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Wednesday, 13-Jul-2011 01:33 Email | Share | Bookmark
The second evolution came in the mid-1950

Believe it or not the use of football <a href="http://www.newfootballboots2011.com/turf.html" title="Turf Soccer Shoes">Turf Soccer Shoes</a> dates back to Henry VIII of England. Her majesty ordered a pair from the Great Wardrobe in 1526, the royal shopping list stated: "45 velvet pairs and 1 leather pair for football". Since then football boots evolved to be an essential part of the game and nowadays they are made with high-materials such as carbon fibre and synthetic leather.

Just like football itself soccer cleats went through a lot changes over the years. Until 1891, studs, blades or any other kind of projection weren't allowed. After the 1891 revision, studs and bladders became "legal" as long as they were made of leather and weren't bigger than half an inch, this studs and blades were originally hammered into the boots and professional players at the time had several pairs with different length studs. I consider this as the first time football <a href="http://www.newfootballboots2011.com" title="new football boots">new football boots</a> evolved.

The second evolution came in the mid-1950s and it is also the most controversial. History says that during the 1954 in Switzerland, Adidas who was Germany's boot supplier kitted the Germans with the first screw-in-studs football boots ever seen. But recently Puma claimed that they were supplying screw in stud as early as 1952. Despite who invented screw in studs the point here is the that the second evolution was the invention of the screw in studs.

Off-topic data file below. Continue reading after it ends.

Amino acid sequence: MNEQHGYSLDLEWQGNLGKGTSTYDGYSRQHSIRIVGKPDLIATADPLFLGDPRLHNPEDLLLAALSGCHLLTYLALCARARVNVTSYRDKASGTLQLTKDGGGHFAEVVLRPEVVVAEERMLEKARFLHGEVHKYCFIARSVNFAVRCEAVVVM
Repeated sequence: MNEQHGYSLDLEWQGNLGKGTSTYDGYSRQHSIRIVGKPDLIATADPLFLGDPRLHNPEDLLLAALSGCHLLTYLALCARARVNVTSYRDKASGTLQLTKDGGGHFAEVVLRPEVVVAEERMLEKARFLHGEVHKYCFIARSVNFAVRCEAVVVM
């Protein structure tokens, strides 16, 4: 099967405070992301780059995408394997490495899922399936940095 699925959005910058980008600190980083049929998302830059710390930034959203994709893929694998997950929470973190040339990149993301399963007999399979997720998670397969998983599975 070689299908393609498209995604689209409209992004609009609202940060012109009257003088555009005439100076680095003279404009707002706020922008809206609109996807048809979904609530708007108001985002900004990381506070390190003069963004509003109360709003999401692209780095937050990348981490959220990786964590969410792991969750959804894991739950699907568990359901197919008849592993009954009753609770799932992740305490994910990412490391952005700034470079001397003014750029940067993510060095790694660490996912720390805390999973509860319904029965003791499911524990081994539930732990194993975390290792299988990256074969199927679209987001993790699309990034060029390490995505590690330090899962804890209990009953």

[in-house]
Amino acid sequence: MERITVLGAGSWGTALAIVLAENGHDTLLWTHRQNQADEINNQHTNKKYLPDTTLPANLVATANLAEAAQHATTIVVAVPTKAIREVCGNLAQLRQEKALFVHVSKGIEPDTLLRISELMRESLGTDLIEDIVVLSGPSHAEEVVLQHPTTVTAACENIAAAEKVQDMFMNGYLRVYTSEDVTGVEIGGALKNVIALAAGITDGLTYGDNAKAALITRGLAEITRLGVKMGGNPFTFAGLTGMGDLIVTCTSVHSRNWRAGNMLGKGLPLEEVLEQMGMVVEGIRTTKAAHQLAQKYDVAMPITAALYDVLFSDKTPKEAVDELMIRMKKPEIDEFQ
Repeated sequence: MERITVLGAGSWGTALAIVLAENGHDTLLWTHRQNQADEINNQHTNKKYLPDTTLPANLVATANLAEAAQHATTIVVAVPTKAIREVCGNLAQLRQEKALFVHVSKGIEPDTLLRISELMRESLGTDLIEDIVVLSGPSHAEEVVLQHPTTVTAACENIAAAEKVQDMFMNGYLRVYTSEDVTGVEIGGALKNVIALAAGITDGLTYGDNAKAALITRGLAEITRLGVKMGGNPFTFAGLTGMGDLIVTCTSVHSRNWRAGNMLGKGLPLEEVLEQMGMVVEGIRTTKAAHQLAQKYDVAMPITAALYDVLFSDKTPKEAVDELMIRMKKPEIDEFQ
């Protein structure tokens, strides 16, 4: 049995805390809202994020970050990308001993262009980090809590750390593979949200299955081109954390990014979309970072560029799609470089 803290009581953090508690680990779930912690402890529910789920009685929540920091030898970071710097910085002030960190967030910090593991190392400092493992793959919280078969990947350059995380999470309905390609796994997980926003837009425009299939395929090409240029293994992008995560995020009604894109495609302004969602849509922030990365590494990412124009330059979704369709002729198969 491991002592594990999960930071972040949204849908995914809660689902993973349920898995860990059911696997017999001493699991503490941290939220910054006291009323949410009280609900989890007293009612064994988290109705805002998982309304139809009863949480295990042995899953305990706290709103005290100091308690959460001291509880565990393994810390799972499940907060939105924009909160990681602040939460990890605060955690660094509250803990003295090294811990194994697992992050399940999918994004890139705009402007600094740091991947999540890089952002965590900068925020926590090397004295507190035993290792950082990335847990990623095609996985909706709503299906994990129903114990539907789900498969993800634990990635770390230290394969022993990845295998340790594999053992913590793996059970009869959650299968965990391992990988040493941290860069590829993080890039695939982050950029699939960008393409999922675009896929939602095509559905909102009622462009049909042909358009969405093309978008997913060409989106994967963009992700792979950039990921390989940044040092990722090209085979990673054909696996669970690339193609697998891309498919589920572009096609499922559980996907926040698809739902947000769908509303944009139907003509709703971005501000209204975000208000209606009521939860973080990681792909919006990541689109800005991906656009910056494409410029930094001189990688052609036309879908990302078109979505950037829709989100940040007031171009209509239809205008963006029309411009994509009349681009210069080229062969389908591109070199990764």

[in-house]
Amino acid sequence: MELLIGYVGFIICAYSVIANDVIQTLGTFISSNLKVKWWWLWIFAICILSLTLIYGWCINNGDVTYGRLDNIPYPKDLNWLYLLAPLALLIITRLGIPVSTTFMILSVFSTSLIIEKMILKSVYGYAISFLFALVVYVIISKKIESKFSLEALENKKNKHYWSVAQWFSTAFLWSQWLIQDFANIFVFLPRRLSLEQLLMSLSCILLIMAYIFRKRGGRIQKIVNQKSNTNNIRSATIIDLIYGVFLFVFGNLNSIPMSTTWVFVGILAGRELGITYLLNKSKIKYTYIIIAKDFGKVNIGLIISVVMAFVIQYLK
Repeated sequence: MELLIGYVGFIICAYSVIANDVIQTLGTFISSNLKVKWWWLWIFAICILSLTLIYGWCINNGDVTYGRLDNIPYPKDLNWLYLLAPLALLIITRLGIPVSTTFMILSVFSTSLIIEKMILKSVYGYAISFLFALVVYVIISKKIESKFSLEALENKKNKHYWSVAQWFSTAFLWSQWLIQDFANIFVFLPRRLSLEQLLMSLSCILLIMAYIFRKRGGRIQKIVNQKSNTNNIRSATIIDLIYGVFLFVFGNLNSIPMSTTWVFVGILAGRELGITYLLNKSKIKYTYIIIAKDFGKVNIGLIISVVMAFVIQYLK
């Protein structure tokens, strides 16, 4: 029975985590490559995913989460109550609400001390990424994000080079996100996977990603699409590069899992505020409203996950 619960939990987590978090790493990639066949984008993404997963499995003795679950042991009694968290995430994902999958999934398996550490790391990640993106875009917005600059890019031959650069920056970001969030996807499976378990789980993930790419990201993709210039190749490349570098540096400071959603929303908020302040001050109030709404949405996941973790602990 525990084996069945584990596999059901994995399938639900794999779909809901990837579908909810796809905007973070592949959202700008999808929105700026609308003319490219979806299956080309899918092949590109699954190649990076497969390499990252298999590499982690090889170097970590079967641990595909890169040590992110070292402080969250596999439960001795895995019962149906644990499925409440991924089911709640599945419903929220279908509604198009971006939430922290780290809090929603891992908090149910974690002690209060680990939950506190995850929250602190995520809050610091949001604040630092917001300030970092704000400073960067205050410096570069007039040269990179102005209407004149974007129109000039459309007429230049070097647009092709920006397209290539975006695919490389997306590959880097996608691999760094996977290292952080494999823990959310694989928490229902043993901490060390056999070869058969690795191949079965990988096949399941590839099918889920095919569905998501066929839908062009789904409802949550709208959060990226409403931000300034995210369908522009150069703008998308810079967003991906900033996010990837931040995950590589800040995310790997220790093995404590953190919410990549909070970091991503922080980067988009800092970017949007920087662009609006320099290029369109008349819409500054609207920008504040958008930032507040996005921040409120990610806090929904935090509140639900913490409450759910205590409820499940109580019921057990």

Despite the screw-in debate another revolution was going on at roughly the same time in history. Between 1950 and 1960 soccer cleats design took a huge step forward and boots really started to make an impact on the game. While in Northern Europe boots still had the ankle protection, main reason they are called "<a href="http://www.newfootballboots2011.com/nike-t90.html" title="Nike T90">Nike T90</a> ", South Americans created a more flexible and lighter boot without the ankle protection, a boot designed to increase control, improve kicking power and make players move faster and change direction quicker.

As the years passed technological advancements allowed manufacturers to produce lighter boots in a variety of colours and studs configurations. Highlights to the Puma King worn players like Pelé at the 1970 World Cup and to one of the best selling football boot to date, the Adidas Copa Mundial.

We can't talk about the evolution of football boots without mentioning Craig Johnston, creator of the Adidas Predator. Johnston revolutionised the football <a href="http://www.newfootballboots2011.com" title="new football boots 2011"title="new football boots 2011">new football boots 2011</a> market by creating a boot that provided more traction between ball and boot, and boot and the ground, the Adidas Predator was born. With greater contact areas, a series of power and swerve zones allowing players to create better swerves and more powerful strikes when hitting the so called "sweet spots". No wonder the Adidas Predator series are still in production these days.

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